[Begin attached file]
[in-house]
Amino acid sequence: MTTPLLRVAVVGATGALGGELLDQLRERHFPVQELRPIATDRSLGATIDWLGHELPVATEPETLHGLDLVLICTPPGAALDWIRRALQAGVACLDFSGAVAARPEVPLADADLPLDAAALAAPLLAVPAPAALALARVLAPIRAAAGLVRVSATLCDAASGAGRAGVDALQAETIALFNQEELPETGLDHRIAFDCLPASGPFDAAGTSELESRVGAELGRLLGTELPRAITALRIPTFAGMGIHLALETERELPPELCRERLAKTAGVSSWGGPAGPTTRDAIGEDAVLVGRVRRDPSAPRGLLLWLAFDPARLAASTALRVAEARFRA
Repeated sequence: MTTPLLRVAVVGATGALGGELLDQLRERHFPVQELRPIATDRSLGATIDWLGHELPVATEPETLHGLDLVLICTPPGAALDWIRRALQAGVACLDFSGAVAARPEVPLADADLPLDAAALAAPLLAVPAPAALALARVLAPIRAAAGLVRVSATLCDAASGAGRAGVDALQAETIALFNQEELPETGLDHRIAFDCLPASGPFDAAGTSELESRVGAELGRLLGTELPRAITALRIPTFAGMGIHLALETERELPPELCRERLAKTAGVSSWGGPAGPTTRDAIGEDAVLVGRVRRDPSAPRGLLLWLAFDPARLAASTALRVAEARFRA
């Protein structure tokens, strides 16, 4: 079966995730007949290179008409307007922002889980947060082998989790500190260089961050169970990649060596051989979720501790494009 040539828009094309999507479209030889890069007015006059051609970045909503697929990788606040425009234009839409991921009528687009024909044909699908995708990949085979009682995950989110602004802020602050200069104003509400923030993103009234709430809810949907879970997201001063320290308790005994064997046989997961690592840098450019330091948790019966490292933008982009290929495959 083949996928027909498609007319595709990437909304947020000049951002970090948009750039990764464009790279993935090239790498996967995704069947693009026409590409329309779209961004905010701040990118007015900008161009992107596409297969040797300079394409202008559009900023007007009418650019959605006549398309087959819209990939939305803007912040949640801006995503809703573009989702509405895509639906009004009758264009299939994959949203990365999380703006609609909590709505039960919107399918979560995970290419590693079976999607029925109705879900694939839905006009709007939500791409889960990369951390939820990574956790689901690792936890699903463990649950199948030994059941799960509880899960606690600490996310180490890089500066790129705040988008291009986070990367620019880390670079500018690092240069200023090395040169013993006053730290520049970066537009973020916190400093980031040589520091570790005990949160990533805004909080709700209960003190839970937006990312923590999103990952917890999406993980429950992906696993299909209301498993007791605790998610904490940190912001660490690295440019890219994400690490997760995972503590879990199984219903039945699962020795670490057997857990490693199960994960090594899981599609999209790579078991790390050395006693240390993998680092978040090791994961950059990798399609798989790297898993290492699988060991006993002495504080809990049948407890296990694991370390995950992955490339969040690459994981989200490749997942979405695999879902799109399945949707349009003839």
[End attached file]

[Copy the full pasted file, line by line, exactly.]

[in-house]
Amino acid sequence: MTTPLLRVAVVGATGALGGELLDQLRERHFPVQELRPIATDRSLGATIDWLGHELPVATEPETLHGLDLVLICTPPGAALDWIRRALQAGVACLDFSGAVAARPEVPLADADLPLDAAALAAPLLAVPAPAALALARVLAPIRAAAGLVRVSATLCDAASGAGRAGVDALQAETIALFNQEELPETGLDHRIAFDCLPASGPFDAAGTSELESRVGAELGRLLGTELPRAITALRIPTFAGMGIHLALETERELPPELCRERLAKTAGVSSWGGPAGPTTRDAIGEDAVLVGRVRRDPSAPRGLLLWLAFDPARLAASTALRVAEARFRA
Repeated sequence: MTTPLLRVAVVGATGALGGELLDQLRERHFPVQELRPIATDRSLGATIDWLGHELPVATEPETLHGLDLVLICTPPGAALDWIRRALQAGVACLDFSGAVAARPEVPLADADLPLDAAALAAPLLAVPAPAALALARVLAPIRAAAGLVRVSATLCDAASGAGRAGVDALQAETIALFNQEELPETGLDHRIAFDCLPASGPFDAAGTSELESRVGAELGRLLGTELPRAITALRIPTFAGMGIHLALETERELPPELCRERLAKTAGVSSWGGPAGPTTRDAIGEDAVLVGRVRRDPSAPRGLLLWLAFDPARLAASTALRVAEARFRA
């Protein structure tokens, strides 16, 4: 079966995730007949290179008409307007922002889980947060082998989790500190260089961050169970990649060596051989979720501790494009 040539828009094309999507479209030889890069007015006059051609970045909503697929990788606040425009234009839409991921009528687009024909044909699908995708990949085979009682995950989110602004802020602050200069104003509400923030993103009234709430809810949907879970997201001063320290308790005994064997046989997961690592840098450019330091948790019966490292933008982009290929495959 083949996928027909498609007319595709990437909304947020000049951002970090948009750039990764464009790279993935090239790498996967995704069947693009026409590409329309779209961004905010701040990118007015900008161009992107596409297969040797300079394409202008559009900023007007009418650019959605006549398309087959819209990939939305803007912040949640801006995503809703573009989702509405895509639906009004009758264009299939994959949203990365999380703006609609909590709505039960919107399918979560995970290419590693079976999607029925109705879900694939839905006009709007939500791409889960990369951390939820990574956790689901690792936890699903463990649950199948030994059941799960509880899960606690600490996310180490890089500066790129705040988008291009986070990367620019880390670079500018690092240069200023090395040169013993006053730290520049970066537009973020916190400093980031040589520091570790005990949160990533805004909080709700209960003190839970937006990312923590999103990952917890999406993980429950992906696993299909209301498993007791605790998610904490940190912001660490690295440019890219994400690490997760995972503590879990199984219903039945699962020795670490057997857990490693199960994960090594899981599609999209790579078991790390050395006693240390993998680092978040090791994961950059990798399609798989790297898993290492699988060991006993002495504080809990049948407890296990694991370390995950992955490339969040690459994981989200490749997942979405695999879902799109399945949707349009003839």